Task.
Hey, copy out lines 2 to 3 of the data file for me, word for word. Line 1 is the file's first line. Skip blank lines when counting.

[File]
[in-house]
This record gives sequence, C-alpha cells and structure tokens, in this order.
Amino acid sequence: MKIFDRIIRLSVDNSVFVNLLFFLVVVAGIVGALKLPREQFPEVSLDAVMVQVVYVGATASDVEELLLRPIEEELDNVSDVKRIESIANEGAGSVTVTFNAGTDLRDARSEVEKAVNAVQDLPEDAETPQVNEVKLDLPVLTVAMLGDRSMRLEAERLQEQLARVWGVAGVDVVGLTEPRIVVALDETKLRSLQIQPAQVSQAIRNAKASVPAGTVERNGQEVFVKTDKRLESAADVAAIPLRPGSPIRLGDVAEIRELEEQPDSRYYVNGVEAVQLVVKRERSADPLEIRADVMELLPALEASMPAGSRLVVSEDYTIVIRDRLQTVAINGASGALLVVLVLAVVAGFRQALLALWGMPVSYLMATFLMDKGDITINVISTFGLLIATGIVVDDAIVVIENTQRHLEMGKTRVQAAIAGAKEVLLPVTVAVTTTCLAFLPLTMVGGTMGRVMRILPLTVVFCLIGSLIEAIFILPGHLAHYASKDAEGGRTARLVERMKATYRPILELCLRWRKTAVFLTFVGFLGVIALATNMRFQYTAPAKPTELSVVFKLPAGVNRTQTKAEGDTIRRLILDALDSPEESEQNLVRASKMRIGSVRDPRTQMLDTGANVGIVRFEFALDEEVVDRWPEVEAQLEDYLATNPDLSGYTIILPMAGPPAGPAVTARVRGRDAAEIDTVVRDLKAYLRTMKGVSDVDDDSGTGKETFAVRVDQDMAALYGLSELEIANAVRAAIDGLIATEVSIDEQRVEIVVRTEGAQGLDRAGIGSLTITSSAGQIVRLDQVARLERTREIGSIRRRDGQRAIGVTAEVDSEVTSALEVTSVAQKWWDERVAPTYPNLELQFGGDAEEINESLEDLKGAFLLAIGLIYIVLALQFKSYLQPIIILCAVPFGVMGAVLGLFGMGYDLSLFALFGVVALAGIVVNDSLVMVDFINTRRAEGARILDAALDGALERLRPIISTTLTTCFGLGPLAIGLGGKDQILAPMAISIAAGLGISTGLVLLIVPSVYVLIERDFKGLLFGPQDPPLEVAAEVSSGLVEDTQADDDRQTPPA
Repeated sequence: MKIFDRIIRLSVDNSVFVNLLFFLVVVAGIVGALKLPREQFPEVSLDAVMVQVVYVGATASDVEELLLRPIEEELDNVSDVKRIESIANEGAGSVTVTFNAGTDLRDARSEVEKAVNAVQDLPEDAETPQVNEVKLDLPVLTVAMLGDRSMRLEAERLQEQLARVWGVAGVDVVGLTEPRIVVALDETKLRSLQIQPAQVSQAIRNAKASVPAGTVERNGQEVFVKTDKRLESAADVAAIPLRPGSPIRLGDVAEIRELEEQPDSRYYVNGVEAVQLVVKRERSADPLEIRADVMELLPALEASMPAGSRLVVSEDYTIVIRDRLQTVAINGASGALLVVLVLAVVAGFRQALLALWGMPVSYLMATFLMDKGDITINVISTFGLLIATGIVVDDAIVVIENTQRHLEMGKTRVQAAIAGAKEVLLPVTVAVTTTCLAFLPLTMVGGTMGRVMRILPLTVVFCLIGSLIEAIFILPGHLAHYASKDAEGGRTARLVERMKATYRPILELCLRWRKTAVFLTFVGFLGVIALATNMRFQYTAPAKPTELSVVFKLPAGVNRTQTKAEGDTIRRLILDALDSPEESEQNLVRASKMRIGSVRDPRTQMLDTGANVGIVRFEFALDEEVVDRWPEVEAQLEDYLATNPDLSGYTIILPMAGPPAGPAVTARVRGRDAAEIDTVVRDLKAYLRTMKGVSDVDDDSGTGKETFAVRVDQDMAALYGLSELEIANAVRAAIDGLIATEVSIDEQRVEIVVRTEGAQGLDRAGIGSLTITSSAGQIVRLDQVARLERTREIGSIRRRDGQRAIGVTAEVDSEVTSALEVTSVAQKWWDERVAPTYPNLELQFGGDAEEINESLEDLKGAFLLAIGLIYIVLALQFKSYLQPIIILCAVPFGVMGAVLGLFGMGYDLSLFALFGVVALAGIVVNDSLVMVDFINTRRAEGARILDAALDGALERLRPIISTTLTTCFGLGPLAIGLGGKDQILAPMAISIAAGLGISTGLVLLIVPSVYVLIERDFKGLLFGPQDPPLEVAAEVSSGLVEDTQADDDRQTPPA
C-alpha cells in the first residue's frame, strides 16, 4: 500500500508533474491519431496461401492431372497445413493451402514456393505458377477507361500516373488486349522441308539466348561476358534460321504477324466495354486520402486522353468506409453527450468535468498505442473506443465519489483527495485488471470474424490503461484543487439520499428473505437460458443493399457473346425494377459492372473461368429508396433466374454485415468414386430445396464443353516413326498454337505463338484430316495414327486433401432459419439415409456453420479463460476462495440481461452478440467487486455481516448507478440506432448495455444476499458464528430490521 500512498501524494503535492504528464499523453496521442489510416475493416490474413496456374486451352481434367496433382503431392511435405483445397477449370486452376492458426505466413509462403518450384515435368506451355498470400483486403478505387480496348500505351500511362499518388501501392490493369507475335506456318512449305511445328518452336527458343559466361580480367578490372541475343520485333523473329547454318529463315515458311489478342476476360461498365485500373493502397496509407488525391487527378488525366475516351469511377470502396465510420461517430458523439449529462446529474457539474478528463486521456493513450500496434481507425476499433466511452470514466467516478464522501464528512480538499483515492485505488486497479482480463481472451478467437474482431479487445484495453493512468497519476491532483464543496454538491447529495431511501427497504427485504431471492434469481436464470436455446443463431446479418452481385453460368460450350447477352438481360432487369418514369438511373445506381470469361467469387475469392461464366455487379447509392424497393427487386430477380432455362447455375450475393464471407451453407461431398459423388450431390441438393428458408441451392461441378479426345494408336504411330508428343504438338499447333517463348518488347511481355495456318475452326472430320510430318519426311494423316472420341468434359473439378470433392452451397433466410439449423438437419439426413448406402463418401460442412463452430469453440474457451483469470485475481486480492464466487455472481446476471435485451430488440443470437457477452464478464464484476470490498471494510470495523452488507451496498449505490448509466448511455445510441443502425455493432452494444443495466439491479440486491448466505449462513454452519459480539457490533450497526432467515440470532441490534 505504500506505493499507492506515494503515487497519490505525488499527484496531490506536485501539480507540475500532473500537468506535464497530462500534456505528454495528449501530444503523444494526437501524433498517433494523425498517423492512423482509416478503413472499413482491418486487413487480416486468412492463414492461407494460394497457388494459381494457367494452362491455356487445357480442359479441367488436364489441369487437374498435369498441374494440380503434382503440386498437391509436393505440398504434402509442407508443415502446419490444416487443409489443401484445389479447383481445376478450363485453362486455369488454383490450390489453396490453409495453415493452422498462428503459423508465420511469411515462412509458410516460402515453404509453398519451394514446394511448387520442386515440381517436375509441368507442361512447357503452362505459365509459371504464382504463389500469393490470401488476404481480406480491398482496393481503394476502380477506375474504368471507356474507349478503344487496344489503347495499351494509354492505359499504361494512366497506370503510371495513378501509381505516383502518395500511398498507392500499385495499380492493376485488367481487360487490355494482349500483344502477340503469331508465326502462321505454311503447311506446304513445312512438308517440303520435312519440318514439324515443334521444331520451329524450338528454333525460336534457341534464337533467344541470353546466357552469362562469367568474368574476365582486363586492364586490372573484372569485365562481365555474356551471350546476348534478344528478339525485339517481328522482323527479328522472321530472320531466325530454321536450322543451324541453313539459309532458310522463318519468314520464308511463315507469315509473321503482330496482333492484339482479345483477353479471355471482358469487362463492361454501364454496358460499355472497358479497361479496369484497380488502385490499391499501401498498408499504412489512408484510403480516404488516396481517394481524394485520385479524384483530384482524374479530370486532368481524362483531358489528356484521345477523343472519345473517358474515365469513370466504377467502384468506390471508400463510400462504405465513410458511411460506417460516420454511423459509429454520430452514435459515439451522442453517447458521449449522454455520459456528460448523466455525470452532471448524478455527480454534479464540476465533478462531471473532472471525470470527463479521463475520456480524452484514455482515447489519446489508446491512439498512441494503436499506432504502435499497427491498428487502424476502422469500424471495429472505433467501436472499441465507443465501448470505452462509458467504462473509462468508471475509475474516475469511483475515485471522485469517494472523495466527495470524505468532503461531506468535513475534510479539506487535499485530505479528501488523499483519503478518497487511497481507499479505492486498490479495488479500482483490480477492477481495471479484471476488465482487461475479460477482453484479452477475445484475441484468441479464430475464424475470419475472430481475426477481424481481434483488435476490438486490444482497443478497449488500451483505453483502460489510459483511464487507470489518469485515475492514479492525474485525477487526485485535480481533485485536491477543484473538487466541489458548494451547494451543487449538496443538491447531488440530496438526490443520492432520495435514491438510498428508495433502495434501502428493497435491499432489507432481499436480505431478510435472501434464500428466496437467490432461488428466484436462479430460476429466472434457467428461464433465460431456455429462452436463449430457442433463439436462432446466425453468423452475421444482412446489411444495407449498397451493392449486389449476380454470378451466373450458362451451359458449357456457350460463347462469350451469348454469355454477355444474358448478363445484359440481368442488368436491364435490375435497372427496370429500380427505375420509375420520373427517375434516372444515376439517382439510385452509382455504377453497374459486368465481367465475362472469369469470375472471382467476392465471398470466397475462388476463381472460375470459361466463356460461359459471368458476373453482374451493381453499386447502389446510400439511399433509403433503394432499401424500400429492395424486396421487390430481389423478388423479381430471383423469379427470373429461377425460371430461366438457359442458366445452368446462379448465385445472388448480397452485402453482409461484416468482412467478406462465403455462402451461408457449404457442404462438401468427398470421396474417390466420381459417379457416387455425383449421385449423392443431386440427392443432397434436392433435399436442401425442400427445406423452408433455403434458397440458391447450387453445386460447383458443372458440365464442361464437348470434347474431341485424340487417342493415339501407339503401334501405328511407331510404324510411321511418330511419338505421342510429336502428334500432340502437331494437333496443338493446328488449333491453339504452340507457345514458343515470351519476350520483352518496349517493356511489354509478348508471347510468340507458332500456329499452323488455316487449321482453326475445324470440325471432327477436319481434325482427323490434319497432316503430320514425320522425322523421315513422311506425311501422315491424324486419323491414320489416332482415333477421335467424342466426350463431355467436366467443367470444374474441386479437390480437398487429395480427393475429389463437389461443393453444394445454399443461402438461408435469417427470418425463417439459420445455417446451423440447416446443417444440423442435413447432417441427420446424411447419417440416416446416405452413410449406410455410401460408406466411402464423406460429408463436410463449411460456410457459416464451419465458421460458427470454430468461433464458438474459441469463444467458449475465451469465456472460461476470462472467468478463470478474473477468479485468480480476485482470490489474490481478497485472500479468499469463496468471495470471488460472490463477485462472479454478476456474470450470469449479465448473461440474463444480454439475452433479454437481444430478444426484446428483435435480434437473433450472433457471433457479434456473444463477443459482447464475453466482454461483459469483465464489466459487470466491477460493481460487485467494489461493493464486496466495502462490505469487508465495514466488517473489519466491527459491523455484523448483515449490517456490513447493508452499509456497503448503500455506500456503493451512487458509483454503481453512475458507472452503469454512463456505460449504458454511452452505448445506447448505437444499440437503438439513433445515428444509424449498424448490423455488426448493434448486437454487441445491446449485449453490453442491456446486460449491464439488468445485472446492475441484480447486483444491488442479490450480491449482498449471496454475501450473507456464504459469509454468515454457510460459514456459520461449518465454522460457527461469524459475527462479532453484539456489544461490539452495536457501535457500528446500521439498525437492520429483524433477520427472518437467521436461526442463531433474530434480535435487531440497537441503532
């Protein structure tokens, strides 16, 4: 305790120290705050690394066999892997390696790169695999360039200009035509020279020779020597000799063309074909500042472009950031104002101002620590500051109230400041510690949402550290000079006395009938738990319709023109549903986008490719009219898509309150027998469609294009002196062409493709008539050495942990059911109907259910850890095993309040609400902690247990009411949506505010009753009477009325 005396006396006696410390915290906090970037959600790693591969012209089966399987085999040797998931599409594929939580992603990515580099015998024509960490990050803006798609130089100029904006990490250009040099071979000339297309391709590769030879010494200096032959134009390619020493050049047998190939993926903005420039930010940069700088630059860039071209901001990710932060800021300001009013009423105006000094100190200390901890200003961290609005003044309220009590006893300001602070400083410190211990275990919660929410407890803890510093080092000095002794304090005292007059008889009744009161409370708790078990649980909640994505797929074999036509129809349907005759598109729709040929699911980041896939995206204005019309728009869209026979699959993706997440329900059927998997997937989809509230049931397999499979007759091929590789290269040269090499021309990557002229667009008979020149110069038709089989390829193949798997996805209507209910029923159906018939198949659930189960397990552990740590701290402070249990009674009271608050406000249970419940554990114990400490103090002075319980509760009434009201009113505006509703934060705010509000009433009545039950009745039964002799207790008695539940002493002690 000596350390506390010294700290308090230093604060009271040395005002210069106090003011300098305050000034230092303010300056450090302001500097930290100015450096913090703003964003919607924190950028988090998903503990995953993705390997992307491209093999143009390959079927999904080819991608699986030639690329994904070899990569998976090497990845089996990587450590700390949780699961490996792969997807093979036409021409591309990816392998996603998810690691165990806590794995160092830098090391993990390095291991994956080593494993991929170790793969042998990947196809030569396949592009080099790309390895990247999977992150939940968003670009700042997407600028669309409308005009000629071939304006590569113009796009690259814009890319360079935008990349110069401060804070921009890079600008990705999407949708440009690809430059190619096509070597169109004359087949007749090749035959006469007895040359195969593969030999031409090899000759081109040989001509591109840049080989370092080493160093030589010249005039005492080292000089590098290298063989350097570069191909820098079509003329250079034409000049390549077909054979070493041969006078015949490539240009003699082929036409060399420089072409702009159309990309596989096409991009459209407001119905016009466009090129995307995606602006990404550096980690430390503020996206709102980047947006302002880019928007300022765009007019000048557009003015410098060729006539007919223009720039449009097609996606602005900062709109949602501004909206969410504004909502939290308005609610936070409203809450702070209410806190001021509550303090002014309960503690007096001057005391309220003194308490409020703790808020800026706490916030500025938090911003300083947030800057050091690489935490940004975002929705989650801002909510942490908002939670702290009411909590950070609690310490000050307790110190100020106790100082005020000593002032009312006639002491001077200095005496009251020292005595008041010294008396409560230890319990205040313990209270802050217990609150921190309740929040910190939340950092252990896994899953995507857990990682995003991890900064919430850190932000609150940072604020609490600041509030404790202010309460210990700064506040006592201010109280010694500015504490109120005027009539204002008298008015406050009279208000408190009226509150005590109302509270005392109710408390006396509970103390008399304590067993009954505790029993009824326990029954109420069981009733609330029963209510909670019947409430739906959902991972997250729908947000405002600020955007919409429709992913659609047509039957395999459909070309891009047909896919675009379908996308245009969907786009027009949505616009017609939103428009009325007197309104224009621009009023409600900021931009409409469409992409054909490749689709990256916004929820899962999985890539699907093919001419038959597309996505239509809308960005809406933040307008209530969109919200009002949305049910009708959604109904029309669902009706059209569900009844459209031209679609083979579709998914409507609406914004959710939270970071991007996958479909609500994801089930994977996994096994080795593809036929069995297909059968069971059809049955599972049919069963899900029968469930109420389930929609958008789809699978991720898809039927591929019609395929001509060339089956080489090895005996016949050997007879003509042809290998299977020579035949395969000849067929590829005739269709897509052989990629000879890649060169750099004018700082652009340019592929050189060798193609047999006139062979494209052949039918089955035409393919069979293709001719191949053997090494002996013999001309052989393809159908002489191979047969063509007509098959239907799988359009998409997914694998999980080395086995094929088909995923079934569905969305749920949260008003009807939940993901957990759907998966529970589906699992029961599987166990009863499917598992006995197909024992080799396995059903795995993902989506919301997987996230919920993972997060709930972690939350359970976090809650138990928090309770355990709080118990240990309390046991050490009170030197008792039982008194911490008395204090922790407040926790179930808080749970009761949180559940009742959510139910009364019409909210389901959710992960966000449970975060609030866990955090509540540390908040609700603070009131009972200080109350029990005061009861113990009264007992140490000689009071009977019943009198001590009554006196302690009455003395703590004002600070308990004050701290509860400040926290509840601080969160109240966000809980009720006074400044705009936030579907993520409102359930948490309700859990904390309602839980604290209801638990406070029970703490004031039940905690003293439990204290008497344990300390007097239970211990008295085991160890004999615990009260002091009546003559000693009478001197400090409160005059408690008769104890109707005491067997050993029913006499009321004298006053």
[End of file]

This record gives sequence, C-alpha cells and structure tokens, in this order.
Amino acid sequence: MKIFDRIIRLSVDNSVFVNLLFFLVVVAGIVGALKLPREQFPEVSLDAVMVQVVYVGATASDVEELLLRPIEEELDNVSDVKRIESIANEGAGSVTVTFNAGTDLRDARSEVEKAVNAVQDLPEDAETPQVNEVKLDLPVLTVAMLGDRSMRLEAERLQEQLARVWGVAGVDVVGLTEPRIVVALDETKLRSLQIQPAQVSQAIRNAKASVPAGTVERNGQEVFVKTDKRLESAADVAAIPLRPGSPIRLGDVAEIRELEEQPDSRYYVNGVEAVQLVVKRERSADPLEIRADVMELLPALEASMPAGSRLVVSEDYTIVIRDRLQTVAINGASGALLVVLVLAVVAGFRQALLALWGMPVSYLMATFLMDKGDITINVISTFGLLIATGIVVDDAIVVIENTQRHLEMGKTRVQAAIAGAKEVLLPVTVAVTTTCLAFLPLTMVGGTMGRVMRILPLTVVFCLIGSLIEAIFILPGHLAHYASKDAEGGRTARLVERMKATYRPILELCLRWRKTAVFLTFVGFLGVIALATNMRFQYTAPAKPTELSVVFKLPAGVNRTQTKAEGDTIRRLILDALDSPEESEQNLVRASKMRIGSVRDPRTQMLDTGANVGIVRFEFALDEEVVDRWPEVEAQLEDYLATNPDLSGYTIILPMAGPPAGPAVTARVRGRDAAEIDTVVRDLKAYLRTMKGVSDVDDDSGTGKETFAVRVDQDMAALYGLSELEIANAVRAAIDGLIATEVSIDEQRVEIVVRTEGAQGLDRAGIGSLTITSSAGQIVRLDQVARLERTREIGSIRRRDGQRAIGVTAEVDSEVTSALEVTSVAQKWWDERVAPTYPNLELQFGGDAEEINESLEDLKGAFLLAIGLIYIVLALQFKSYLQPIIILCAVPFGVMGAVLGLFGMGYDLSLFALFGVVALAGIVVNDSLVMVDFINTRRAEGARILDAALDGALERLRPIISTTLTTCFGLGPLAIGLGGKDQILAPMAISIAAGLGISTGLVLLIVPSVYVLIERDFKGLLFGPQDPPLEVAAEVSSGLVEDTQADDDRQTPPA